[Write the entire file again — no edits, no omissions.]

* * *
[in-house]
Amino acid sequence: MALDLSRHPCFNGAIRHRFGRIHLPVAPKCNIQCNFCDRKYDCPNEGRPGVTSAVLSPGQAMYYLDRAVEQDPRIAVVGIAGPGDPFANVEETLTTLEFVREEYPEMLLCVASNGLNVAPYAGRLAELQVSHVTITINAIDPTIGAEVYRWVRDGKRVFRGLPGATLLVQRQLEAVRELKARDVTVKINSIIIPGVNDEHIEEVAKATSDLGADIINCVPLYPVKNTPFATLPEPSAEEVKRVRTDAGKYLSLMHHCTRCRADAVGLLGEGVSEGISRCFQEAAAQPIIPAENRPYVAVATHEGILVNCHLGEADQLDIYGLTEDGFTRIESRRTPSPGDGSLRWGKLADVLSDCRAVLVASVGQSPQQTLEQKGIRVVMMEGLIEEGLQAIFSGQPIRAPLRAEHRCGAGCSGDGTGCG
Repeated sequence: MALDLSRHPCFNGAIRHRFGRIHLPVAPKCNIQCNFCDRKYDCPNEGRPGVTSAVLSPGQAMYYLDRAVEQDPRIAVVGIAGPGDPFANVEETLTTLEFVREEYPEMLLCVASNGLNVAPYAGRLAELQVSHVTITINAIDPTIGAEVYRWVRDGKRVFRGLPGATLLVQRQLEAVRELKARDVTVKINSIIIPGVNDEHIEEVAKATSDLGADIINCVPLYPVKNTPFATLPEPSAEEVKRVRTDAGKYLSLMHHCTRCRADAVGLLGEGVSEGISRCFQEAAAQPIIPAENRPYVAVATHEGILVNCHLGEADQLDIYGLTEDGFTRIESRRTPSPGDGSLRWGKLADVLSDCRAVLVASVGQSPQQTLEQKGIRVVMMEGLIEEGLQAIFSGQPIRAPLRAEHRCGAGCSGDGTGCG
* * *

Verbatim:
[in-house]
Amino acid sequence: MALDLSRHPCFNGAIRHRFGRIHLPVAPKCNIQCNFCDRKYDCPNEGRPGVTSAVLSPGQAMYYLDRAVEQDPRIAVVGIAGPGDPFANVEETLTTLEFVREEYPEMLLCVASNGLNVAPYAGRLAELQVSHVTITINAIDPTIGAEVYRWVRDGKRVFRGLPGATLLVQRQLEAVRELKARDVTVKINSIIIPGVNDEHIEEVAKATSDLGADIINCVPLYPVKNTPFATLPEPSAEEVKRVRTDAGKYLSLMHHCTRCRADAVGLLGEGVSEGISRCFQEAAAQPIIPAENRPYVAVATHEGILVNCHLGEADQLDIYGLTEDGFTRIESRRTPSPGDGSLRWGKLADVLSDCRAVLVASVGQSPQQTLEQKGIRVVMMEGLIEEGLQAIFSGQPIRAPLRAEHRCGAGCSGDGTGCG
Repeated sequence: MALDLSRHPCFNGAIRHRFGRIHLPVAPKCNIQCNFCDRKYDCPNEGRPGVTSAVLSPGQAMYYLDRAVEQDPRIAVVGIAGPGDPFANVEETLTTLEFVREEYPEMLLCVASNGLNVAPYAGRLAELQVSHVTITINAIDPTIGAEVYRWVRDGKRVFRGLPGATLLVQRQLEAVRELKARDVTVKINSIIIPGVNDEHIEEVAKATSDLGADIINCVPLYPVKNTPFATLPEPSAEEVKRVRTDAGKYLSLMHHCTRCRADAVGLLGEGVSEGISRCFQEAAAQPIIPAENRPYVAVATHEGILVNCHLGEADQLDIYGLTEDGFTRIESRRTPSPGDGSLRWGKLADVLSDCRAVLVASVGQSPQQTLEQKGIRVVMMEGLIEEGLQAIFSGQPIRAPLRAEHRCGAGCSGDGTGCG